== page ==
MSU EXTENSION: Opportunities for raising healthy, happy kids

By Teresa Clark-Jones

Michigan State University Extension

The scary part of parenting is that you never know when you’re making a permanent impression on your kids or what lesson your child is taking from it. Most of the lessons we’ll teach will be conveyed over the course of our living together. And yet, as parents, we are not completely at the mercy of random chance and circumstance. Life provides many ordinary, but teachable, moments that we can use in raising good kids. Take some time and come up with your own list of teachable moments. To help you get started, here are six opportunities to teach your child well.

  • Foster empathy: From early on make it a clear expectation that sharing is part of living as a family as well as living in society. An example might be when you see your child acting cruel or unkind, stop the action and review the situation together. Help them understand the effects of this behavior and how the other person may be feeling.
  • Foster responsibility: One of the best ways to help your children in life is to coach them in taking responsibility for their actions. Unfortunately, many parents don’t allow their children the benefit of experiencing the consequences of their decisions. An example of how to foster responsibility is helping teach your child how to make amends. Brainstorm together ways to set things right whenever, wherever possible.
  • Table time: The family meal seems to be an endangered tradition, just when we as a society need it the most. Family life expert Dolores Curran explains, “The family that wants to improve its level of communication should look closely at its attitudes toward the family table”. A family table is a place where many kinds of nourishment are offered. Examples of opportunities would be learning proper social skills and the value of communication.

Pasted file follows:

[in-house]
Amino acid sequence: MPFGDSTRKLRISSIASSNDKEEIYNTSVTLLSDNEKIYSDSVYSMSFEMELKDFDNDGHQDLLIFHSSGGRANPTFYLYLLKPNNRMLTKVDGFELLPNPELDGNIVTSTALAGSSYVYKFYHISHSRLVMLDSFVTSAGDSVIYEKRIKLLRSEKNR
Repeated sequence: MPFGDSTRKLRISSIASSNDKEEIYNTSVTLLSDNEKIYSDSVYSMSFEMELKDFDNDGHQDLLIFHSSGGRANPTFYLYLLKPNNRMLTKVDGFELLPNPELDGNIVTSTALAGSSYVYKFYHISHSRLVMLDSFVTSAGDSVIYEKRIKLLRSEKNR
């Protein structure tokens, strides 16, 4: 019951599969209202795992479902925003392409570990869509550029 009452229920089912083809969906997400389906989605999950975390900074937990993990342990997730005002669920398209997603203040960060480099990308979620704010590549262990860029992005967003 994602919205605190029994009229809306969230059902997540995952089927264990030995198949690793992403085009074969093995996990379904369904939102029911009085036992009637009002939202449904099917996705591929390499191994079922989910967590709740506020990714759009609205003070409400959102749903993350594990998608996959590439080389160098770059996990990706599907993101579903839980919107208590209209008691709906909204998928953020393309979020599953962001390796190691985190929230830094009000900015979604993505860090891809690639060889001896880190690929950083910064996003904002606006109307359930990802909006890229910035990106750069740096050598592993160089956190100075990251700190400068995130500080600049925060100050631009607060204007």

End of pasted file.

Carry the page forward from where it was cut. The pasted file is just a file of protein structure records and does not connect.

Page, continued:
• Introduce your children to grown-up life: Get your children involved in worthwhile work. Let them know that they can contribute to the common good. Involve your children in community service activities. Give them an important role to play in the family like a household chore.
  • Foster an understanding of self and others: It’s easy for family members to misunderstand one another. Stephen Covey says that at the heart of most family pain is misunderstanding. Seeking first to understand can save a lot of trials and tribulations between parent and child. Taking the time to understand what the deeper issue is will allow you to help kids through difficulties rather than add to them.
  • Foster limits: To raise great kids, you need to establish a range of age-appropriate guidelines. For example, consider your rules for what your kids can eat and when or where they get the car keys; who can ride with them, how many can ride with them, how far are they allowed to travel, etc. Be clear about why you believe an action is right or wrong. Determine which issues matter to you and establish some house rules that support your values.

Parenting is the most difficult job you will ever have but it will also be the most rewarding job you will ever have. Parenting is a process of launching children into the world with the best preparation we can give them. Just by the fact you read this article indicates your effort.